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The big drift: Researchers working to keep organic crops clean

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By Deb Courson Smith

Pollen goes where the wind blows – and for organic producers in Montana, pollen from genetically modified crops is an ill wind.

Big Sky Country is a top producer of organics which easily can be contaminated every time the wind shifts, especially when planted near genetically modified crops.

A coalition of nonprofits, the U.S. Department of Agriculture and several seed companies are breeding new types of corn with the hope that it will not cross-pollinate with the genetically modified corn. It may also be successful for other crops, such as wheat.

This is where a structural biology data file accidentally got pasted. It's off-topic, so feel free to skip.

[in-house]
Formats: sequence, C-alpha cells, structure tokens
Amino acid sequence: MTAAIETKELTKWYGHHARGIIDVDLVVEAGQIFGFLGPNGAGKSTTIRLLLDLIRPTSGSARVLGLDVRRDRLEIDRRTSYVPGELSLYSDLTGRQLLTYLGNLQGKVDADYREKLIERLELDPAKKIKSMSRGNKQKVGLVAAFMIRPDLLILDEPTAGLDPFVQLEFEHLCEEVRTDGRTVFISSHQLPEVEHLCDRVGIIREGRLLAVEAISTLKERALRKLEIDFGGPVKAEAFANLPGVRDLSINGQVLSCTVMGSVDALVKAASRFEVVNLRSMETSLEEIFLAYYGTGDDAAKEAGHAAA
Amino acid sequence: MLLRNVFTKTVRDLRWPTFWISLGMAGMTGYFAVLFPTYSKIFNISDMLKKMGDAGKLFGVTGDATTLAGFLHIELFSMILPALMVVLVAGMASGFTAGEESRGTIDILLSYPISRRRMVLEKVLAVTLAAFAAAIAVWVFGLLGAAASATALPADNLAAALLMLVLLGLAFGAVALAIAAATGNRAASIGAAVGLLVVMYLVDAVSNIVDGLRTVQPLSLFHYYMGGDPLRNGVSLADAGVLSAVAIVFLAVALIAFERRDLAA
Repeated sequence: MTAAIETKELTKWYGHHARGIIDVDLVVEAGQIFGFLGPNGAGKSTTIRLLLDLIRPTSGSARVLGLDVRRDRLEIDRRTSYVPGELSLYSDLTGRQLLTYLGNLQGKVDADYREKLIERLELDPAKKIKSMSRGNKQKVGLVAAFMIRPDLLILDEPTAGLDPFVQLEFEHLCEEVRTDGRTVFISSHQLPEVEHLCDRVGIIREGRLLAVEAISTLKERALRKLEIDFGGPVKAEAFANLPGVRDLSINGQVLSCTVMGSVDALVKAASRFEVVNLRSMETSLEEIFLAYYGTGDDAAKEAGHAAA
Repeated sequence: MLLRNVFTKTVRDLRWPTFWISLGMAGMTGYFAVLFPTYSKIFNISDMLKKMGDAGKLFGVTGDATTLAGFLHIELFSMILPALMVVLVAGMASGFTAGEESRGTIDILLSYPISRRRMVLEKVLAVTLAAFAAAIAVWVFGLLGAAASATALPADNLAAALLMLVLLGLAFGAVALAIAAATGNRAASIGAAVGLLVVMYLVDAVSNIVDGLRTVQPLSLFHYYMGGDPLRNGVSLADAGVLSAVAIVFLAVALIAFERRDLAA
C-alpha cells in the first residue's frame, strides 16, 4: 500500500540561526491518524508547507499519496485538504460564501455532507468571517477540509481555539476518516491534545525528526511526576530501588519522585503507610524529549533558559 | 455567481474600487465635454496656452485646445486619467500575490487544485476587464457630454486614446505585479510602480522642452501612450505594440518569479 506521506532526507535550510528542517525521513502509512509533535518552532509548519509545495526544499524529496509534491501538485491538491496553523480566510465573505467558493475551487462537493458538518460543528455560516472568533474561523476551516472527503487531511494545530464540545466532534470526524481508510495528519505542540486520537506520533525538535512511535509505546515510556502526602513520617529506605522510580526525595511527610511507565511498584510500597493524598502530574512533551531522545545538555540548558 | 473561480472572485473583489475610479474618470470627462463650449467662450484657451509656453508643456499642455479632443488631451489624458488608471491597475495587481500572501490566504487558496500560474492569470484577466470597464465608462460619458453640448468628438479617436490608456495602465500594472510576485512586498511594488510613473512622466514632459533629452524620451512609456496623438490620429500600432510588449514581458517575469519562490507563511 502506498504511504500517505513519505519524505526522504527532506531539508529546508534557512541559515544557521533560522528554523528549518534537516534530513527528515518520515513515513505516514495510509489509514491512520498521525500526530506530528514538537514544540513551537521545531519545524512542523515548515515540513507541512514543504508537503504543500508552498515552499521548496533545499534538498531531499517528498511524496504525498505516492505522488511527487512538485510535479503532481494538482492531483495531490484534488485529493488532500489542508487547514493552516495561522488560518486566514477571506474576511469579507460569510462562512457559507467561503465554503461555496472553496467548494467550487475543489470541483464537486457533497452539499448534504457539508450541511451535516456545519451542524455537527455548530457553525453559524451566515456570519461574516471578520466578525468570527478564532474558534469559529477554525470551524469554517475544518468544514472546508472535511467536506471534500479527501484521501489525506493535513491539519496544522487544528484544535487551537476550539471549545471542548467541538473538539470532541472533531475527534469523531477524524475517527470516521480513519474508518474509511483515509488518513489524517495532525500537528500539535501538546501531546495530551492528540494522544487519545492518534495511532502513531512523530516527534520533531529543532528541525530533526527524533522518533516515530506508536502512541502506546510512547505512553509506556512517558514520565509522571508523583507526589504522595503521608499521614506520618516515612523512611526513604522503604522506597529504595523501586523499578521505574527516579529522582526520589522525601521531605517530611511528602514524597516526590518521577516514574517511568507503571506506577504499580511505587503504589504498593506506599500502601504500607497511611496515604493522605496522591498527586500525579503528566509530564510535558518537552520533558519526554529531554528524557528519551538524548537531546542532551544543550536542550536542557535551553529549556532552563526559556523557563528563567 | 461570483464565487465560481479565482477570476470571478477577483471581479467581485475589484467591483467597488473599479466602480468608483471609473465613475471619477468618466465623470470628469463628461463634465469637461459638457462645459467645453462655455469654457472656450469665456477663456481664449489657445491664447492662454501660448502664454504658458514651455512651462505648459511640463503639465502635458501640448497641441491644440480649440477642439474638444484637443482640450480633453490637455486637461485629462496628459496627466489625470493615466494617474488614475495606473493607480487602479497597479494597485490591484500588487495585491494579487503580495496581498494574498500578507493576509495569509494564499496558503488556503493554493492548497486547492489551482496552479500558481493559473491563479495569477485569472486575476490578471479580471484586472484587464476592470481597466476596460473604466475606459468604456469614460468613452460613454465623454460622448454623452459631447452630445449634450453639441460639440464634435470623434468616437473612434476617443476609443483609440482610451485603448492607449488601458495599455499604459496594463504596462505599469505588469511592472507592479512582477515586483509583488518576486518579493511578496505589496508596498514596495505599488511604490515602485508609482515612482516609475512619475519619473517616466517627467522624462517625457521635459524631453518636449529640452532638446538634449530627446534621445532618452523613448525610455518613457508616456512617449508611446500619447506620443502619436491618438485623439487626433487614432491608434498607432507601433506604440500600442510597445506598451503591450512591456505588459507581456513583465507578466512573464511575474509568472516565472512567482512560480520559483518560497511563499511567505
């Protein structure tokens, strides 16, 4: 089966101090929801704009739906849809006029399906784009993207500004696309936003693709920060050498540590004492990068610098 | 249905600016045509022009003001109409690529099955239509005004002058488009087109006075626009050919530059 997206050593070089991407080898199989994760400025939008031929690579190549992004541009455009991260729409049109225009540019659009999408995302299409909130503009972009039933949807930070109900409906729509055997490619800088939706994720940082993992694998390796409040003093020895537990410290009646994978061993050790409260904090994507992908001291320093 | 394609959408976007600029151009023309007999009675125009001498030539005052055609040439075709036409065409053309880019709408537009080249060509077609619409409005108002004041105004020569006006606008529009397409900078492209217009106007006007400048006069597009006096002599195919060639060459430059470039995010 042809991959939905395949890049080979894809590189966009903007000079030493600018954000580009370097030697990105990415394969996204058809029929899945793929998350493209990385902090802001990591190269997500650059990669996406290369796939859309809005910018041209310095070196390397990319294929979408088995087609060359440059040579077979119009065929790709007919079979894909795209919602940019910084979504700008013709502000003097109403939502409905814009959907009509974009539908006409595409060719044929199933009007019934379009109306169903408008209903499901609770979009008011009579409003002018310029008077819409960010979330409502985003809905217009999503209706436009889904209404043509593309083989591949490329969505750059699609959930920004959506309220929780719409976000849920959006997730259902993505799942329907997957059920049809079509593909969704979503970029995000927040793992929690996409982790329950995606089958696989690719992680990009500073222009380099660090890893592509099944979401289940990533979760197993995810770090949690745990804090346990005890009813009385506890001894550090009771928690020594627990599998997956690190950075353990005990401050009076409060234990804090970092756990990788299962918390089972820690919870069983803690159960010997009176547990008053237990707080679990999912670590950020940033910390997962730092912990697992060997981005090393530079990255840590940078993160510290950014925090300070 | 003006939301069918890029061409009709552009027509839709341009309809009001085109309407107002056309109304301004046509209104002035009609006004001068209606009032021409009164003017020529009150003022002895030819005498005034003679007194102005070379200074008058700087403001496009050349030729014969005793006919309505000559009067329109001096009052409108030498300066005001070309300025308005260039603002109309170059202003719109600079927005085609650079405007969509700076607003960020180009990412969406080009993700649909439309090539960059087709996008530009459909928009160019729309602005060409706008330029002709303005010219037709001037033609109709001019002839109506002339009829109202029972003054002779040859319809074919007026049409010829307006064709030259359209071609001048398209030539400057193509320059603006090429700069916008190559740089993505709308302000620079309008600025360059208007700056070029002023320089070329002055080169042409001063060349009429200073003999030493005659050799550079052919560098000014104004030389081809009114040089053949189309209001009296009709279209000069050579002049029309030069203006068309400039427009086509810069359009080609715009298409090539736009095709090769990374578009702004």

Walter Goldstein, a research program director at Michael Fields Agricultural Institute, describes the problem.

“Being at the mercy of the wind, in terms of being able to produce a crop, it’s not a very good situation.”

The research is also aimed at trying to make the corn more nutritious, Goldstein says, both for humans and as a livestock feed. He notes that the pollination issue has made it hard for organic corn farmers to make a living, especially in states with large plantings of genetically modified corn.

“Pollen does escape, and it does pollinate the corn of neighboring farmers who don’t want to grow transgenic corn.”

A solution needs to be found, says Goldstein, as more acreage across the nation is devoted to the altered crops and as seed companies are continuing to consolidate, leaving farmers with few supplier choices.

Megan Paulson is the Co-Founder and Chief Operating Officer of Outlaw Partners.

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